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According to the Wikipedia page on Japanese grammar:

Head finality in Japanese sentence structure carries over to the building of sentences using other sentences. In sentences that have other sentences as constituents, the subordinated sentences (relative clauses, for example), always precede what they refer to, since they are modifiers and what they modify has the syntactic status of phrasal head. Translating the phrase the man who was walking down the street into Japanese, word order would be street down was walking man. (Note that Japanese has no articles, and the different word order obviates any need for the relative pronoun who.)

Why does the different word order obviate the need for a relative pronoun?

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    Dunno. The claim doesn't really seem to make sense. The man walking down the street is fine in English, anyway. – snailplane Jan 1 '16 at 8:38
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    Maybe goes to linguistics.SE? – broccoli forest Jan 1 '16 at 12:53
  • Very interesting and deep question. Generally, it is said languages that only pre-modification can be seen in don't have relative pronoun. If you learn more languages, which belong to other linguistic families, you will be able to accept as they are. – Toshihiko Jan 1 '16 at 17:01
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    Sometimes I wonder why certainly language-specific questions become migrated here, while there's a lesser chance to find a specialist who's familiar with deep aspects of a certain language. (sigh) – bytebuster Jan 1 '16 at 21:35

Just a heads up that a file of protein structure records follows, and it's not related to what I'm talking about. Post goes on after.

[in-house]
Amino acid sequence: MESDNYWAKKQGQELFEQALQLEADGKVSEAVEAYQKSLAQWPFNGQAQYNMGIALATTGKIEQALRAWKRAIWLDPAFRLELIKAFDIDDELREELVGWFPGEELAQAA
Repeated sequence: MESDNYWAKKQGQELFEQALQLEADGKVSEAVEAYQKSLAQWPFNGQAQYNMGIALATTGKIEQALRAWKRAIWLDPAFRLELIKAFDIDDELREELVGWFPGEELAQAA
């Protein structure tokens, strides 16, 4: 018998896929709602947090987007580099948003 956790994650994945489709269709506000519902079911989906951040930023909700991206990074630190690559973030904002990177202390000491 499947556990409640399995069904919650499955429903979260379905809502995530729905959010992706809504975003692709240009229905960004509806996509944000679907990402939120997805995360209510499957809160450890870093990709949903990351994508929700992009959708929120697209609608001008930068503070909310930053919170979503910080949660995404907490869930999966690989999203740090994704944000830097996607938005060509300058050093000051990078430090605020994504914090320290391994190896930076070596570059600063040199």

• Surely, the fundamental reason is that Japanese is a "pro-drop" language. I can't use technical grammar to explain beyond that. But, native sounding Japanese definitely minimizes the use of all pronouns. – david.t Jan 2 '16 at 4:15
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It's a view that I've heard before, and never questioned; but I think you're right to question it.

As Snailboat points out in a comment, with a participial clause we don't need a relative pronoun in English: The man walking down the street - and the clause follows the head even though English is generally head-final. In German, an equivalent participial phrase can precede its head, and the result is very like the Japanese.

I think the difference in Japanese is that there isn't a distinct participial form that is required in this construction, but an ordinary finite verb.

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In my opinion, since Japanese is a head-final language and since the verb comes at the end of a clause, a sentence-final noun would be enough to indicate that the clause is a pre-modifier of the noun.

In English, the relative clause post-modifies its head noun and, even though a relative pronoun can be optional at times, there are certain clauses that require its use. For example, subordinate participial and subordinate passive clauses may be reduced. Relative pronouns are also optional in relative clauses in which the modified noun is coindexed with the object. The contiguous noun phrases could serve as an indicator of there being a relative clause, hence the optionality of the relative pronoun. However, subordinate clauses in the simple tenses require the use of a relative pronoun, if the noun being modified is coindexed with the subject of the relative clause, to explicitly indicate that what follows the noun is a post-modifying relative clause, not a simplex main clause in which the noun is the subject.

Present participle

The cow (that is) eating the grass

Passive

The grass (that is) eaten by the cow

Clause where head noun is coindexed with object of RC